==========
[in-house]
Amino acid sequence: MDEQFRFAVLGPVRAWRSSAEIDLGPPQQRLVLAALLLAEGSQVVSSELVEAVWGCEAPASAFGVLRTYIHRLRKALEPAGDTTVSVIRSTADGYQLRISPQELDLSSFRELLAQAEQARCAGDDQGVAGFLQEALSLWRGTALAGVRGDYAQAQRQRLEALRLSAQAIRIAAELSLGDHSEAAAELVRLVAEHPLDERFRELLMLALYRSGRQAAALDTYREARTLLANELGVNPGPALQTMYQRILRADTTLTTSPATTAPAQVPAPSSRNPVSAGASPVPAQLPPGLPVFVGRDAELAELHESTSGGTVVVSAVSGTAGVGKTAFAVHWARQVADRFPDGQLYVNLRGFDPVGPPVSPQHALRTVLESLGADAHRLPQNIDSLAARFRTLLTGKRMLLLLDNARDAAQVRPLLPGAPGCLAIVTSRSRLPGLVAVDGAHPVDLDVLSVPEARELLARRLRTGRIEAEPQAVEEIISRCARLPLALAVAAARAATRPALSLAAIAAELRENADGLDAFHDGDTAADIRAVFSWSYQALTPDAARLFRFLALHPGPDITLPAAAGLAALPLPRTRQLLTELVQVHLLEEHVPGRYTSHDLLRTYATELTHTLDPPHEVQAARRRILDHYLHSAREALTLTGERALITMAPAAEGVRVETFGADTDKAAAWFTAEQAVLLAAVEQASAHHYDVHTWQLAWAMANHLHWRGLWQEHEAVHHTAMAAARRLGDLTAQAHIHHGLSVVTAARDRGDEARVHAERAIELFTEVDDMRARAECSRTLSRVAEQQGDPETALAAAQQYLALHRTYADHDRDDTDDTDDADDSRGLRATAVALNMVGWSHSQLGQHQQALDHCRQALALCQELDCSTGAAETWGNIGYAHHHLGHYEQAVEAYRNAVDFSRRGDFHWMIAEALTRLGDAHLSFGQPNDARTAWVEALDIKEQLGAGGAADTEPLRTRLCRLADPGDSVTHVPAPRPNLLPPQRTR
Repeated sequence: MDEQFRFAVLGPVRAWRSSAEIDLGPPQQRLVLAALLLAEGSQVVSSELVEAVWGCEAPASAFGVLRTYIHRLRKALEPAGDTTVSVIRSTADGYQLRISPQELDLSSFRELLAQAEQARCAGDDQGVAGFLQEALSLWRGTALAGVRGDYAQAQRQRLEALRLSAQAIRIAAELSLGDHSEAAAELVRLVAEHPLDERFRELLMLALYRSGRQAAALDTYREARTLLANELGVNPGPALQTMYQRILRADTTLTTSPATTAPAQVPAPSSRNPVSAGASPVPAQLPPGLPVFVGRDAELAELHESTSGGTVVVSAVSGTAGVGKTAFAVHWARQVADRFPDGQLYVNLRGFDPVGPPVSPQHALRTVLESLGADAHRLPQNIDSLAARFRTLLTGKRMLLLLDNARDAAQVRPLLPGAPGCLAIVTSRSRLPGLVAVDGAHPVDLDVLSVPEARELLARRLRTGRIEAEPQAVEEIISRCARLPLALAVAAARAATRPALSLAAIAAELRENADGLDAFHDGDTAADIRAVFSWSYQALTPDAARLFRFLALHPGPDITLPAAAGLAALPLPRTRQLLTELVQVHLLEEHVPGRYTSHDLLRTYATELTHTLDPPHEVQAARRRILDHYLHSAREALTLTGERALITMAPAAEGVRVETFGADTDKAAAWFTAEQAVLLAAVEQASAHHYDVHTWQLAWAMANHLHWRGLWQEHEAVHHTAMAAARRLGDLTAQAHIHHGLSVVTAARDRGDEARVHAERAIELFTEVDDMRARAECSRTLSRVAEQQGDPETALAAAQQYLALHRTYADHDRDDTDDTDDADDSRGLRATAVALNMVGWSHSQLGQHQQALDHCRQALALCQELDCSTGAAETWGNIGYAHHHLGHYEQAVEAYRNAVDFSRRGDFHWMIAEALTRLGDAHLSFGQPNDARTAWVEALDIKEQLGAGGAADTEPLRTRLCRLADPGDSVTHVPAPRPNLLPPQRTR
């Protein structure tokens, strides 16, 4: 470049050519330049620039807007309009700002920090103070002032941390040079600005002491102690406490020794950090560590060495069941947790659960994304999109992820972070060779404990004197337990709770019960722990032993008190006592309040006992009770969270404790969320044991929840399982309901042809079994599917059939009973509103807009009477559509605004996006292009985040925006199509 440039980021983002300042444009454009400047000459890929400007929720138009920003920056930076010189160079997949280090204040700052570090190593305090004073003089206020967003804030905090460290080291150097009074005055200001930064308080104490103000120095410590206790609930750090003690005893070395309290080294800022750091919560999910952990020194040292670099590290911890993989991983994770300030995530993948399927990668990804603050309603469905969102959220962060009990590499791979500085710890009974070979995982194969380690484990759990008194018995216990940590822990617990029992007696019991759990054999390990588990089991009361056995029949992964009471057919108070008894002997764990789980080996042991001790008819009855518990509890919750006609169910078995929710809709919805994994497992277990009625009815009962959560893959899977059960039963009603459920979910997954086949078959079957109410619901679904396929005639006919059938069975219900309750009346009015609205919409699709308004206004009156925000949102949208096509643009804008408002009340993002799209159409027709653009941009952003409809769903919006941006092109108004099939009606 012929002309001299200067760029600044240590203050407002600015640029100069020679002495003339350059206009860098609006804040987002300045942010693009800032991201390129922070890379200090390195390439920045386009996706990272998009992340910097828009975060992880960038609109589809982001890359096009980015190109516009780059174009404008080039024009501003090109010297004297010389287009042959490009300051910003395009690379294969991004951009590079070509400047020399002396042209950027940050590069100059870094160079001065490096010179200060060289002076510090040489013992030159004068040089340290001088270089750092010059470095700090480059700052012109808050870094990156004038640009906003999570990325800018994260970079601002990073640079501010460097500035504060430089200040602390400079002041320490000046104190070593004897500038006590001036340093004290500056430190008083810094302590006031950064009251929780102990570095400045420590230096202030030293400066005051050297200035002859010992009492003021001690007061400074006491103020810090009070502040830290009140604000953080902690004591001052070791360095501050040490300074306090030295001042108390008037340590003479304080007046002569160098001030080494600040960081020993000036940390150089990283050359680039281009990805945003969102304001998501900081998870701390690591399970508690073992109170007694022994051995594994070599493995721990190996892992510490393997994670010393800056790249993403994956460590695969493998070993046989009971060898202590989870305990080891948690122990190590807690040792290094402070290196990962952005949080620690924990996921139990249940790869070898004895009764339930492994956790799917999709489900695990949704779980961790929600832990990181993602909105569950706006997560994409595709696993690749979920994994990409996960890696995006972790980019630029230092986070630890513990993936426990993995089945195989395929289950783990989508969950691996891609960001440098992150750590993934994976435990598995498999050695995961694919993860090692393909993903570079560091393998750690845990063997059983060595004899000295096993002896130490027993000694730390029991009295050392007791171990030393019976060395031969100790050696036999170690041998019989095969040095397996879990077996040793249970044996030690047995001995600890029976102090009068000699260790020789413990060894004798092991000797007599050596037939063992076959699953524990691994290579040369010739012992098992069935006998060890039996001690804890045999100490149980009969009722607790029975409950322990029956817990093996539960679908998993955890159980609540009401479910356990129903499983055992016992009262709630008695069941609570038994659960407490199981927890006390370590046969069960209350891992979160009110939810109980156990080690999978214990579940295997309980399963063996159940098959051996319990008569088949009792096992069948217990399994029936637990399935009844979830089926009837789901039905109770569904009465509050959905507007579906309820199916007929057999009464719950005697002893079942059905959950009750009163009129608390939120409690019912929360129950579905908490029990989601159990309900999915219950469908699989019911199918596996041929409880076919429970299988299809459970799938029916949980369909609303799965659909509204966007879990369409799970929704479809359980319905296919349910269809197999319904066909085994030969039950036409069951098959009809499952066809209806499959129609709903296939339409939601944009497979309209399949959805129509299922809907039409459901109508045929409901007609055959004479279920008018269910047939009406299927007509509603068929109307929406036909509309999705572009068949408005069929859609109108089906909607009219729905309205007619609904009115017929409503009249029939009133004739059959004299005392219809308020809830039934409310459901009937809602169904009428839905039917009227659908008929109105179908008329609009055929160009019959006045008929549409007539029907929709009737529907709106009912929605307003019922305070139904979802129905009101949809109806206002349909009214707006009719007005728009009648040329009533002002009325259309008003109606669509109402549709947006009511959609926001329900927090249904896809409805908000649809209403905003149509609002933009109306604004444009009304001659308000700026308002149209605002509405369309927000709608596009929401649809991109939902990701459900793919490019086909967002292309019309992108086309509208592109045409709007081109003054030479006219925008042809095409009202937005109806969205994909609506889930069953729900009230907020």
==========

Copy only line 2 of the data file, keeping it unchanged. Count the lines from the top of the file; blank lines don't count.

Amino acid sequence: MDEQFRFAVLGPVRAWRSSAEIDLGPPQQRLVLAALLLAEGSQVVSSELVEAVWGCEAPASAFGVLRTYIHRLRKALEPAGDTTVSVIRSTADGYQLRISPQELDLSSFRELLAQAEQARCAGDDQGVAGFLQEALSLWRGTALAGVRGDYAQAQRQRLEALRLSAQAIRIAAELSLGDHSEAAAELVRLVAEHPLDERFRELLMLALYRSGRQAAALDTYREARTLLANELGVNPGPALQTMYQRILRADTTLTTSPATTAPAQVPAPSSRNPVSAGASPVPAQLPPGLPVFVGRDAELAELHESTSGGTVVVSAVSGTAGVGKTAFAVHWARQVADRFPDGQLYVNLRGFDPVGPPVSPQHALRTVLESLGADAHRLPQNIDSLAARFRTLLTGKRMLLLLDNARDAAQVRPLLPGAPGCLAIVTSRSRLPGLVAVDGAHPVDLDVLSVPEARELLARRLRTGRIEAEPQAVEEIISRCARLPLALAVAAARAATRPALSLAAIAAELRENADGLDAFHDGDTAADIRAVFSWSYQALTPDAARLFRFLALHPGPDITLPAAAGLAALPLPRTRQLLTELVQVHLLEEHVPGRYTSHDLLRTYATELTHTLDPPHEVQAARRRILDHYLHSAREALTLTGERALITMAPAAEGVRVETFGADTDKAAAWFTAEQAVLLAAVEQASAHHYDVHTWQLAWAMANHLHWRGLWQEHEAVHHTAMAAARRLGDLTAQAHIHHGLSVVTAARDRGDEARVHAERAIELFTEVDDMRARAECSRTLSRVAEQQGDPETALAAAQQYLALHRTYADHDRDDTDDTDDADDSRGLRATAVALNMVGWSHSQLGQHQQALDHCRQALALCQELDCSTGAAETWGNIGYAHHHLGHYEQAVEAYRNAVDFSRRGDFHWMIAEALTRLGDAHLSFGQPNDARTAWVEALDIKEQLGAGGAADTEPLRTRLCRLADPGDSVTHVPAPRPNLLPPQRTR